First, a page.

I'm very excited about this essay about David Milne (1882-1953). I discovered Milne quite a few years ago when I discovered the town of Paisley, a dinkytown in sleepy part of Ontario. How could Paisley, population ???, have ever given birth to this amazing Canadian artist: David Milne.
Let’s Consider David Milne, Canadian Artist (1882-1953) #4 [Nov 16, 2019]
“The five senses are the ministers of the Soul”—Leonardo da Vinci
Examining the creations of any artist can help us know that person better. It also helps us understand the value of viewing, living with, the work of most artists. Here, let’s consider the creations and the life activities of another “lesser known” Canadian artist: David Milne (1882-1953).
What’s it like to be labeled a “lesser known” artist? Just what do these words mean? Another point to consider is what it means to be a “Canadian” artist. According to the very Canadian author, Robertson Davies, “…we become wholly Canadian---hard-headed, no nonsense North Americans” when we live out our lives here in Canada.
David Milne is the subject in this essay just as Homer Watson was visited previously. These two artists have similar roots--they both began life in tiny Canadian places with extremely limited access to fine arts. Watson came from Doon, Ontario, a village of 200 people. Milne was born in Burgoyne, Ontario (near Paisley, Ontario) in 1882. The population of that village in 1882 is unknown since it was not included in past StatCan census counts. Mighty small, yes? He was the last of 10 children born to Scottish immigrant parents. His early education was in Paisley, followed by high school in Walkerton; he performed well in school and soon after graduation began teaching in a country school near Paisley.
During 1902 and 1903 he studied art through correspondence. He eventually decided to move to New York City in 1903 at the age of 21 to continue his art studies and to further his career. In 1913 he was introduced to the art world through the NYC Armory Exhibition of art. This afforded Milne his first major exposure. But even then, he chose to live a desperately quiet life in upstate New York as if he still lived in rural Ontario. There he created thousands of watercolor and oil paintings reflecting his changing taste in the message he wished to share through painting.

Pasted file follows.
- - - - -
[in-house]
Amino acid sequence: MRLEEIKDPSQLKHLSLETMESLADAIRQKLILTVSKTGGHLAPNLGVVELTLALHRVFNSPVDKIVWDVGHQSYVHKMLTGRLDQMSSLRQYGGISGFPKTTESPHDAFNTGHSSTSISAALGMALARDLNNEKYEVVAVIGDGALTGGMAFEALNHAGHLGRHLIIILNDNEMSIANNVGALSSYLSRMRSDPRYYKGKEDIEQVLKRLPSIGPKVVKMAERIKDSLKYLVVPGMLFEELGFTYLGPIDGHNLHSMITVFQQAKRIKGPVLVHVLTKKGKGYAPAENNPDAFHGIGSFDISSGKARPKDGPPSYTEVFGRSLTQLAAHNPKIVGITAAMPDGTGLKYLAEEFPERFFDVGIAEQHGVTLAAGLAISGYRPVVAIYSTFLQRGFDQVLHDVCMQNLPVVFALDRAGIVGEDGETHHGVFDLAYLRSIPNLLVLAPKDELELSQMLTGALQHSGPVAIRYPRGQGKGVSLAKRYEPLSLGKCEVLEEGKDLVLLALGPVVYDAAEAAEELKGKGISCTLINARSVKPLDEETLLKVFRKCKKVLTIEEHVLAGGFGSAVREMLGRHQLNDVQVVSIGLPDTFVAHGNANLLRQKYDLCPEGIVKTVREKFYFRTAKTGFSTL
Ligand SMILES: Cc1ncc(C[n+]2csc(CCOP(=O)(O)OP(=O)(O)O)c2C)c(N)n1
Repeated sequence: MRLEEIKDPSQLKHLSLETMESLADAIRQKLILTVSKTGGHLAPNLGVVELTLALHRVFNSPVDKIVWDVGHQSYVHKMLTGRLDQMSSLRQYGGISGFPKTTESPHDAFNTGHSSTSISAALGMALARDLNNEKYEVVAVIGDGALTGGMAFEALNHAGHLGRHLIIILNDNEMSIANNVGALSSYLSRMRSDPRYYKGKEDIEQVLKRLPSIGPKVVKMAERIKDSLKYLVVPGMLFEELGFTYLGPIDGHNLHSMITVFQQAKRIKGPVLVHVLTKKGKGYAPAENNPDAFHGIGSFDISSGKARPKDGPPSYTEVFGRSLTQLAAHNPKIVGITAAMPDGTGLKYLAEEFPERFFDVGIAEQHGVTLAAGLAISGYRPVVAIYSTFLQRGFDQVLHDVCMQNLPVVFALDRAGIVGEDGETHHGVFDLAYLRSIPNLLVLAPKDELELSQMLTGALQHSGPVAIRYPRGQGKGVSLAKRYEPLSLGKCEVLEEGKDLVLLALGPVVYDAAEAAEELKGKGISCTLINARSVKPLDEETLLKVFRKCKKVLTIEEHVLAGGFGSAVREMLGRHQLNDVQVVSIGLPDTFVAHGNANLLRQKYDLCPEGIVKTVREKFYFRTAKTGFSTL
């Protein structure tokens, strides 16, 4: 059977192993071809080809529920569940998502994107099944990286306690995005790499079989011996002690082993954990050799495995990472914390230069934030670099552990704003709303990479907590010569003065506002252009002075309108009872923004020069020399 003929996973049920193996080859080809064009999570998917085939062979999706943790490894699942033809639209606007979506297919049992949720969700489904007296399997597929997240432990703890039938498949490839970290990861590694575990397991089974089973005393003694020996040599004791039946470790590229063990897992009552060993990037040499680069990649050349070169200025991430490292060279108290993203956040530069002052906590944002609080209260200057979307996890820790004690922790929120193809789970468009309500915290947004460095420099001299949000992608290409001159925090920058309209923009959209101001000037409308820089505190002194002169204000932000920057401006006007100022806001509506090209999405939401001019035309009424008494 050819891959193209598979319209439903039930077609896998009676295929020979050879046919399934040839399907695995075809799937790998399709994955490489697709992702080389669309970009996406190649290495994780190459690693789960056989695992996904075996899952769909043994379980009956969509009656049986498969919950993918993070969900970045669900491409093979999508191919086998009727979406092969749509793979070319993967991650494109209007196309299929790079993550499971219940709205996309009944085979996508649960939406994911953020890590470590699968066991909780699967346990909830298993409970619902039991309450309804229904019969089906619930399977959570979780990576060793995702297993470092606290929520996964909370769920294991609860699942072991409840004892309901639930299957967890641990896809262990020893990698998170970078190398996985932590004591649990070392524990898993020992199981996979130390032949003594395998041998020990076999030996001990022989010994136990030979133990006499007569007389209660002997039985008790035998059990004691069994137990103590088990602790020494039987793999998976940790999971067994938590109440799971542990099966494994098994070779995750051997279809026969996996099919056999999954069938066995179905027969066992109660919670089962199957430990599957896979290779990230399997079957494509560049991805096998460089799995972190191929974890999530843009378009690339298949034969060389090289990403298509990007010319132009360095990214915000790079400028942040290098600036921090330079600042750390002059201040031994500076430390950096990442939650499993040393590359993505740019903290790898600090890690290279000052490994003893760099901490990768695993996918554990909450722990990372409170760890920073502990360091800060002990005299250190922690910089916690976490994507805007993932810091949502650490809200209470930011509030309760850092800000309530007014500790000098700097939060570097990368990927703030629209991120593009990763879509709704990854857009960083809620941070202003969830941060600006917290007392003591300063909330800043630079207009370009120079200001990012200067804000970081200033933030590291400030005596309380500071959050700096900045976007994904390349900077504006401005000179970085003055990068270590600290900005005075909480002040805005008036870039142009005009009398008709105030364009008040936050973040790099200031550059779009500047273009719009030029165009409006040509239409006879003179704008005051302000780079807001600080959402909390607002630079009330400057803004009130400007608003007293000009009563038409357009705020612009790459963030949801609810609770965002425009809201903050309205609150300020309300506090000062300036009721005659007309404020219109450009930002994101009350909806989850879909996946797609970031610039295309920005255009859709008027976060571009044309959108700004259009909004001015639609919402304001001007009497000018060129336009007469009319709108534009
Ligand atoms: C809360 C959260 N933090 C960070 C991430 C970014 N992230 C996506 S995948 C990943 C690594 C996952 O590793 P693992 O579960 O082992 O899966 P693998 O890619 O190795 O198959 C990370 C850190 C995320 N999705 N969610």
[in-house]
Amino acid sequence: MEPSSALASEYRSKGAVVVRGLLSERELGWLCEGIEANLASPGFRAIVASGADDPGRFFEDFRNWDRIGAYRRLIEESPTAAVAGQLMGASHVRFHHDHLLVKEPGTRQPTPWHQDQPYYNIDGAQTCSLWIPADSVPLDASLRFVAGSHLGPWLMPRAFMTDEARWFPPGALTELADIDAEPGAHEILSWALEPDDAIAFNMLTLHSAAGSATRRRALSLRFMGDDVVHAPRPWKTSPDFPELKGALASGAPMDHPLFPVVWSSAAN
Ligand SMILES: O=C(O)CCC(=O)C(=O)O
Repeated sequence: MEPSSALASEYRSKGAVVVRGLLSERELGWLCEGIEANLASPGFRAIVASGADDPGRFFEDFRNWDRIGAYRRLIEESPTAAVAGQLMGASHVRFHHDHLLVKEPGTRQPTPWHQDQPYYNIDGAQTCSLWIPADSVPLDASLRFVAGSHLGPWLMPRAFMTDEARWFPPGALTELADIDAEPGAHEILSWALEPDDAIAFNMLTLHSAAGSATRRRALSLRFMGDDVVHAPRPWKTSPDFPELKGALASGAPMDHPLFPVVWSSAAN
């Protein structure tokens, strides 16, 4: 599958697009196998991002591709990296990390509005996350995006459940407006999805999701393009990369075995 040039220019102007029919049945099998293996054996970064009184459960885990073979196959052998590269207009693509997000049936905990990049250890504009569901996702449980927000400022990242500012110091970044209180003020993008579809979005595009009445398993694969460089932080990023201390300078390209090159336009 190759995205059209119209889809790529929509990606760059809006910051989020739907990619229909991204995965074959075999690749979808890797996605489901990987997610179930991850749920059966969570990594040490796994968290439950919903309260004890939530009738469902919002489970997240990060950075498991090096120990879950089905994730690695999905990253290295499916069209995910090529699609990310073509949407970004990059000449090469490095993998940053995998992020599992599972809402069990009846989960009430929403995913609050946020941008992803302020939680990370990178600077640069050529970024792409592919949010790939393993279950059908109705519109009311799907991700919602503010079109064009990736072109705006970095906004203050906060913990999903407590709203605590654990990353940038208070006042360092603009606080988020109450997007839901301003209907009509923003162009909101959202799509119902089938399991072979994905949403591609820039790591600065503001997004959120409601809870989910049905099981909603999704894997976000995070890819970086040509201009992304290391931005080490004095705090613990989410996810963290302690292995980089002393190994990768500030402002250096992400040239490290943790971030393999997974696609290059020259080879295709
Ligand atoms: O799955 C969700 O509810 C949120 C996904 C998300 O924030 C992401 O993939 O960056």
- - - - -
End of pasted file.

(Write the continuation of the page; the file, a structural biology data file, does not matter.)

Milne was always in a trench some place and he was overlooked by art critics during his time on earth. “Oils that he couldn’t unload at twenty dollars in the Twenties are [now] worth up to $5,000; small watercolors may fetch $200 or more—and only two or three hundred pictures of any description are left in his estate from the thousands he painted.” (Maclean’s) Milne himself remains a relative “least known” and “most enigmatic figure in the history of Canadian art.” (Maclean’s) His art was known to a select few, including Vincent Massey, a Governor General of Canada. Today water colorists acknowledge him as their master, and every major Canadian gallery has representative work. [Maclean’s magazine, June 17, 1961, “Genius in Hiding,” Barbara Moon.]
Artist A. Y. Jackson considered David Milne a genius, a most eccentric genius. Milne painted in poverty and obscurity, but the few knowledgeable people who stumbled upon his work during his lifetime spotted its quality at once. Yet he remained relativity unknown during his lifetime. Upon his death in 1953 in Bancroft, Ontario, his solitary life ended but his art gradually surfaced over the years and finally took its place among truly masterful Canadian art.
In what ways did David Milne become a success as an artist? He slavishly devoted his life to using his mind to create—everything else was just background for him Maybe a person viewing his paintings will react less to what is found there and more to just how he used his creative thinking. Isn’t this what engages the viewer? Milne constantly interacts with his demons and angels in his paintings. Look again at his art to see this.